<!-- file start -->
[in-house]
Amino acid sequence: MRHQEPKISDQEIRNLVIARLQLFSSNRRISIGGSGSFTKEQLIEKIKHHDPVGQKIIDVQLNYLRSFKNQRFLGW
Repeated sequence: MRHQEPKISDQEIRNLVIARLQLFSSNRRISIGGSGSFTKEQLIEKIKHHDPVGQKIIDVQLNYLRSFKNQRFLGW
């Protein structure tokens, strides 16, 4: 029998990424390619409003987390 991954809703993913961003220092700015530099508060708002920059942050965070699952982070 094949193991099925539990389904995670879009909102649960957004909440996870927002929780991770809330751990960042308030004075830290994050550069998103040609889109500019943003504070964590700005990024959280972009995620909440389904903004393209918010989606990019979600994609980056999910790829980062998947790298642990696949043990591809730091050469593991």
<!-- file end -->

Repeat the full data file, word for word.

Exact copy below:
[in-house]
Amino acid sequence: MRHQEPKISDQEIRNLVIARLQLFSSNRRISIGGSGSFTKEQLIEKIKHHDPVGQKIIDVQLNYLRSFKNQRFLGW
Repeated sequence: MRHQEPKISDQEIRNLVIARLQLFSSNRRISIGGSGSFTKEQLIEKIKHHDPVGQKIIDVQLNYLRSFKNQRFLGW
């Protein structure tokens, strides 16, 4: 029998990424390619409003987390 991954809703993913961003220092700015530099508060708002920059942050965070699952982070 094949193991099925539990389904995670879009909102649960957004909440996870927002929780991770809330751990960042308030004075830290994050550069998103040609889109500019943003504070964590700005990024959280972009995620909440389904903004393209918010989606990019979600994609980056999910790829980062998947790298642990696949043990591809730091050469593991």